Intuition would appear to be on our side - trees do not grow to the sky and prices cannot stray from fundamental value indefinitely - but belief is necessary as hard evidence is in short supply. There is weak support for mean reversion in the empirical data but it is not totally conclusive. We simply do not have long enough price histories to give us sufficient data points to examine. But we do have a logical theoretical underpinning that also sits comfortably with most people’s intuition and observed market behaviour.

If we can make a logical case for a more frequent approach to strategic asset allocation, how exactly should we proceed? We think trustees should consider three distinct elements for successful implementation:
q Establishing the risk budget policy: this framework calls for agreement on a risk budget amount – the value at risk (VaR). This target should be expressed in terms of an appropriate range and an associated target range for principal asset groupings. This step is not meant to constrain unduly, but makes the annual process more effective;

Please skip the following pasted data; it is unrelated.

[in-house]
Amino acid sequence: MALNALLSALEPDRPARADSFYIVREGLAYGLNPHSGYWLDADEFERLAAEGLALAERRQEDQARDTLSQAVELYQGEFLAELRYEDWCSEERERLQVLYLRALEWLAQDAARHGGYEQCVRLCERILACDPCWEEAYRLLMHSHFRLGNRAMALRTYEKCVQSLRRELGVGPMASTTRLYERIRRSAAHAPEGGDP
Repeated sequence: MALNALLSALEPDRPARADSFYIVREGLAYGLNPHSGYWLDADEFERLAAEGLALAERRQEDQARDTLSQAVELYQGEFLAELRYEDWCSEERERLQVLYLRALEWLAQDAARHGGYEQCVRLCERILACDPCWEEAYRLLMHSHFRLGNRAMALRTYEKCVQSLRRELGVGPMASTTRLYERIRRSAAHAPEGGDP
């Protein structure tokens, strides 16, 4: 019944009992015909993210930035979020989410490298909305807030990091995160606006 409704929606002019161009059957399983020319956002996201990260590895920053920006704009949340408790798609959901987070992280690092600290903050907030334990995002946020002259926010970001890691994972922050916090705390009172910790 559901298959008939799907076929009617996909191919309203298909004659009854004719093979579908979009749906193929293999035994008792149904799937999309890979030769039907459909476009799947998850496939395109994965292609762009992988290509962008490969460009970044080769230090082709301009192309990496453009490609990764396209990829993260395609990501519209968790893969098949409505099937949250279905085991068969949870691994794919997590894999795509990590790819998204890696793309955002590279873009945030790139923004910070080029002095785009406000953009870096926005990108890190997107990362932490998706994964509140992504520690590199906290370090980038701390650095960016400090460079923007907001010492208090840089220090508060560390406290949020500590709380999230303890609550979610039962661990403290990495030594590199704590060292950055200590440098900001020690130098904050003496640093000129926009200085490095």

q Deciding the actual strategic asset allocation (SAA) at regular intervals: applying market-consistent assumptions - our best information on market risks and returns likely in the next few years - we apply the risk budgeting process to develop our optimal SAA within the risk budget policy, making full allowance for the transaction costs necessary;
q Applying a rebalancing process quarterly or monthly until the next risk budgeting analysis: rebalancing takes on board two inputs: first the degree of divergence in actual allocations from the strategic weights; second, the extent to which the VaR has moved outside the policy range; both inputs have to be viewed together. Rebalancing asset allocation in particular is best set up as a largely automatic process based on triggers at threshold points. On the other hand, breaches of VaR budgets have to be considered individually based on context.
We believe further automation may be possible to make this process suitable for use by trustee boards.
We have suggested that a static strategic asset allocation may not be in the best interests of pension funds and that many trustees will do better to adopt an asset allocation policy that changes in the light of shifting market conditions following a disciplined investment process. This approach is most often going to be referred to as dynamic strategic asset allocation (DSAA).
Tim Hodgson is a senior consultant at Watson Wyatt in the UK and a member of its Thinking Ahead Group